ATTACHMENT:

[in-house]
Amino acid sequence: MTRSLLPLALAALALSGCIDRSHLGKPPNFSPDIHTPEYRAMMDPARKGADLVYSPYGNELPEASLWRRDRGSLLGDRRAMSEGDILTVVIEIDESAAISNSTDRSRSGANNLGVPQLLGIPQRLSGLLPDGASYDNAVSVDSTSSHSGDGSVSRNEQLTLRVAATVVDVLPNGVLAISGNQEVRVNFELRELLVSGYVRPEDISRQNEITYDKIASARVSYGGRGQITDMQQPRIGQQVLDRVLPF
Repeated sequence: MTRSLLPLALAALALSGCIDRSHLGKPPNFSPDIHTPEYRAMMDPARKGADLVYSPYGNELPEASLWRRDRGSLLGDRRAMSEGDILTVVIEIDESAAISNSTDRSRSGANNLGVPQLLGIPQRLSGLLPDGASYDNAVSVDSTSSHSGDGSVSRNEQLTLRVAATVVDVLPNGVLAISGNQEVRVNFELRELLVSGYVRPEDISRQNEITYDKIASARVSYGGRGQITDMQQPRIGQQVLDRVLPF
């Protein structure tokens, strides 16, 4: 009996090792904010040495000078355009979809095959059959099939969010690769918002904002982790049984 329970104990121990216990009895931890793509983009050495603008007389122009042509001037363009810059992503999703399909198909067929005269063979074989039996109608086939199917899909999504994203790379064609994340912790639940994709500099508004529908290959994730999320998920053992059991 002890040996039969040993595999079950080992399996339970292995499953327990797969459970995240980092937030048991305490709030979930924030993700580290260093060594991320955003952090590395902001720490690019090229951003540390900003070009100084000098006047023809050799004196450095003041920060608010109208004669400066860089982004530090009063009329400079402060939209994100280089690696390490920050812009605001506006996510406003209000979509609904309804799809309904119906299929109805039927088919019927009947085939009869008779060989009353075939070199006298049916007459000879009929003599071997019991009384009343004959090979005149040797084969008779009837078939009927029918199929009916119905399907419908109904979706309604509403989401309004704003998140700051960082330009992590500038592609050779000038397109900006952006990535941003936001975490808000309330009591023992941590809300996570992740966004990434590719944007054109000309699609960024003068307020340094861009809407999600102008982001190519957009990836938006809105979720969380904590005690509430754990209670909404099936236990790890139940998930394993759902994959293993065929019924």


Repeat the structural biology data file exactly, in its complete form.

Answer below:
[in-house]
Amino acid sequence: MTRSLLPLALAALALSGCIDRSHLGKPPNFSPDIHTPEYRAMMDPARKGADLVYSPYGNELPEASLWRRDRGSLLGDRRAMSEGDILTVVIEIDESAAISNSTDRSRSGANNLGVPQLLGIPQRLSGLLPDGASYDNAVSVDSTSSHSGDGSVSRNEQLTLRVAATVVDVLPNGVLAISGNQEVRVNFELRELLVSGYVRPEDISRQNEITYDKIASARVSYGGRGQITDMQQPRIGQQVLDRVLPF
Repeated sequence: MTRSLLPLALAALALSGCIDRSHLGKPPNFSPDIHTPEYRAMMDPARKGADLVYSPYGNELPEASLWRRDRGSLLGDRRAMSEGDILTVVIEIDESAAISNSTDRSRSGANNLGVPQLLGIPQRLSGLLPDGASYDNAVSVDSTSSHSGDGSVSRNEQLTLRVAATVVDVLPNGVLAISGNQEVRVNFELRELLVSGYVRPEDISRQNEITYDKIASARVSYGGRGQITDMQQPRIGQQVLDRVLPF
């Protein structure tokens, strides 16, 4: 009996090792904010040495000078355009979809095959059959099939969010690769918002904002982790049984 329970104990121990216990009895931890793509983009050495603008007389122009042509001037363009810059992503999703399909198909067929005269063979074989039996109608086939199917899909999504994203790379064609994340912790639940994709500099508004529908290959994730999320998920053992059991 002890040996039969040993595999079950080992399996339970292995499953327990797969459970995240980092937030048991305490709030979930924030993700580290260093060594991320955003952090590395902001720490690019090229951003540390900003070009100084000098006047023809050799004196450095003041920060608010109208004669400066860089982004530090009063009329400079402060939209994100280089690696390490920050812009605001506006996510406003209000979509609904309804799809309904119906299929109805039927088919019927009947085939009869008779060989009353075939070199006298049916007459000879009929003599071997019991009384009343004959090979005149040797084969008779009837078939009927029918199929009916119905399907419908109904979706309604509403989401309004704003998140700051960082330009992590500038592609050779000038397109900006952006990535941003936001975490808000309330009591023992941590809300996570992740966004990434590719944007054109000309699609960024003068307020340094861009809407999600102008982001190519957009990836938006809105979720969380904590005690509430754990209670909404099936236990790890139940998930394993759902994959293993065929019924």